Argentina Economy to Grow 3 Percent
Argentina Economy to Grow 3 Percent

Argentina Economy to Grow 3 Percent

Argentina Economy to Grow 3 Percent

The Argentinean economy is expected to grow 3% in 2017 and 3.5% in 2018, primarily driven by public and private investments and initiatives expected from the government after the legislative elections in October, said Moody’s Investors Service in a new report on the South America country.
“While Argentina’s economic growth has been volatile, it is also larger and wealthier than peers,” says Gabriel Torres, a Moody’s senior credit officer, RTTNews reported.
The credit risk rating agency noted that this increased growth would support a reduction in the fiscal deficit, which will exceed 6% of GDP this year. “The government’s debt-to-GDP ratio will rise to 53% this year and 56% next,” the report said.
Also, the risk of refinancing is reduced, as about half of the Argentinean government debt is with other public sector entities. “But the proportion of debt held by the private sector is rising, increasing the country’s fiscal vulnerability.”
Moody’s also highlighted high inflation and a large proportion of foreign currency debt as “credit weaknesses”, exposing the government’s balance sheet to exchange rate risk.
Meanwhile, after less than two years in office, President Mauricio Macri says Argentina’s economy has turned a corner with single digit inflation now within sight for the first time in more than a decade, Bloomberg reported.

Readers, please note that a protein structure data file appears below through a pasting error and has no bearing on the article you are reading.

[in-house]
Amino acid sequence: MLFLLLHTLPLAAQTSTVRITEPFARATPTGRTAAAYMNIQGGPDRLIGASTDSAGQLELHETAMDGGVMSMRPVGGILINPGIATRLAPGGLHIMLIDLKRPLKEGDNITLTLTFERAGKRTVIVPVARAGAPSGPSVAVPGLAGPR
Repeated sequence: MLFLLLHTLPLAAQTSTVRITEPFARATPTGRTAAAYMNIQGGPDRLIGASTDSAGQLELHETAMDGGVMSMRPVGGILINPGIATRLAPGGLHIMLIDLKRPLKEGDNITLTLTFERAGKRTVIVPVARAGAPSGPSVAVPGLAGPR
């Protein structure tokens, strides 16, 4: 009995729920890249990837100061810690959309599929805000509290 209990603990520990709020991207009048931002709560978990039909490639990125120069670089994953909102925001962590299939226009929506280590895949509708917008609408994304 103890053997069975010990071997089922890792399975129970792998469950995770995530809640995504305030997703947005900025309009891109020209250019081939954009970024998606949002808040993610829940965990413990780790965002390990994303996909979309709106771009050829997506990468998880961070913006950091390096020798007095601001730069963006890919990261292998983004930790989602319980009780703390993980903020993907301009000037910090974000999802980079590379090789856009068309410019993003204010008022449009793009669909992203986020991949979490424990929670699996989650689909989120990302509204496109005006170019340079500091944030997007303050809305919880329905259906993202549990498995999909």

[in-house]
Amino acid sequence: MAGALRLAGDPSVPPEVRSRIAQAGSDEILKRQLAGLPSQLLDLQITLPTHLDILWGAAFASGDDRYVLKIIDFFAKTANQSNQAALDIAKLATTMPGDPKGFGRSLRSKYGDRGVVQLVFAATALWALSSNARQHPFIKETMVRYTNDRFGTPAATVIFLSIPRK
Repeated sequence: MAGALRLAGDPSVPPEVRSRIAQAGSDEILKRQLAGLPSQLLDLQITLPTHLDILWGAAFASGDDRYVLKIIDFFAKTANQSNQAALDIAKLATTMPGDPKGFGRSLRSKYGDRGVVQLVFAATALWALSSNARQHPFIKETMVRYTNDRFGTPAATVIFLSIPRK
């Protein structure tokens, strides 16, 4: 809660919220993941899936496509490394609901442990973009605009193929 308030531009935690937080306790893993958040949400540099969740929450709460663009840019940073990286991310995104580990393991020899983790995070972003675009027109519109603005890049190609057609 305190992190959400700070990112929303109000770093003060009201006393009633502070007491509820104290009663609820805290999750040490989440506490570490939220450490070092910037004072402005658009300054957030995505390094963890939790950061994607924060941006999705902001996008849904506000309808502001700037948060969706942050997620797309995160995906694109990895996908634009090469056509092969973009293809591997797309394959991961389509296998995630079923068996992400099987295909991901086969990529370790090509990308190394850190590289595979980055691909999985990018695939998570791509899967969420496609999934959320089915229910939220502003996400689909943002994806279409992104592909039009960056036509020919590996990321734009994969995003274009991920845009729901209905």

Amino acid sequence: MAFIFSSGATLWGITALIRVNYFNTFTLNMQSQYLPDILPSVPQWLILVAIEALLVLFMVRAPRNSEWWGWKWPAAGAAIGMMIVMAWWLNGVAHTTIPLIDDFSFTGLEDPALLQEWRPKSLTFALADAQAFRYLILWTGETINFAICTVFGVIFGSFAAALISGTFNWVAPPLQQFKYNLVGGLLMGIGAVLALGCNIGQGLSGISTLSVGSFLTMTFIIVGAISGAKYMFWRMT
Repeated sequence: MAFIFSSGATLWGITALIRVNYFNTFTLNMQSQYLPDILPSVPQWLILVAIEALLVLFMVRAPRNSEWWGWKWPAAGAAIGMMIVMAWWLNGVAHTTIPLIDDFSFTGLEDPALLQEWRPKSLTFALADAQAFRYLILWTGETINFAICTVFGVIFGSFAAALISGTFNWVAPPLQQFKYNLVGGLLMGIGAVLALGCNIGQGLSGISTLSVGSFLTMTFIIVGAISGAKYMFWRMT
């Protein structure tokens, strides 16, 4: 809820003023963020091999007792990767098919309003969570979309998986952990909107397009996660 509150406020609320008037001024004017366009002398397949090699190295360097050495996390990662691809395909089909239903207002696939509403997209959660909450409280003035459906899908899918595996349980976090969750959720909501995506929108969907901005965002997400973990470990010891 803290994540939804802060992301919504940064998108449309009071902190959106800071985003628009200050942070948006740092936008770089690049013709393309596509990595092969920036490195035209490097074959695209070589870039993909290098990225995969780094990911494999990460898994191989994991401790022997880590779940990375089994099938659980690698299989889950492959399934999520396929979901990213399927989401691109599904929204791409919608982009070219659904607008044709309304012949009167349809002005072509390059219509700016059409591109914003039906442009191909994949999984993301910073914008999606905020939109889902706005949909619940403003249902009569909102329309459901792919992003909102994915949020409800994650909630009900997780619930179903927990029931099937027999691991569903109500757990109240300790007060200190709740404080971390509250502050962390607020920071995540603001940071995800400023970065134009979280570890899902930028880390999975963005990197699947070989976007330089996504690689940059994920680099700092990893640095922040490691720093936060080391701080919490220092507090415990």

The president’s decision to open up the country after years of isolation, slashing subsidies and import tariffs and freeing up the exchange rate, has produced a “cultural change that is deep and constant,” Macri said in an interview Thursday.
His government has bitten the bullet, backing the central bank in its fight against the highest inflation rate in Latin America after Venezuela. Policy makers have held the benchmark rate steady since April at 26.25% as they look to bring inflation to the target of 12 to 17% by year end. While it may not achieve that goal, inflation has fallen to less than half its peak of 47% in 2016.
“We have turned a corner,” Macri said on Bloomberg Television. “Without a fixed exchange rate, without any type of price controls, we have been reducing inflation. I am more confident than ever that in 2019 we will have single-digit inflation.”
Gross domestic product expanded 2.7% in the second quarter from a year earlier, driven by investment and consumption. It was the economy’s best performance since Macri took office in December 2015. Consumer confidence also has rebounded.

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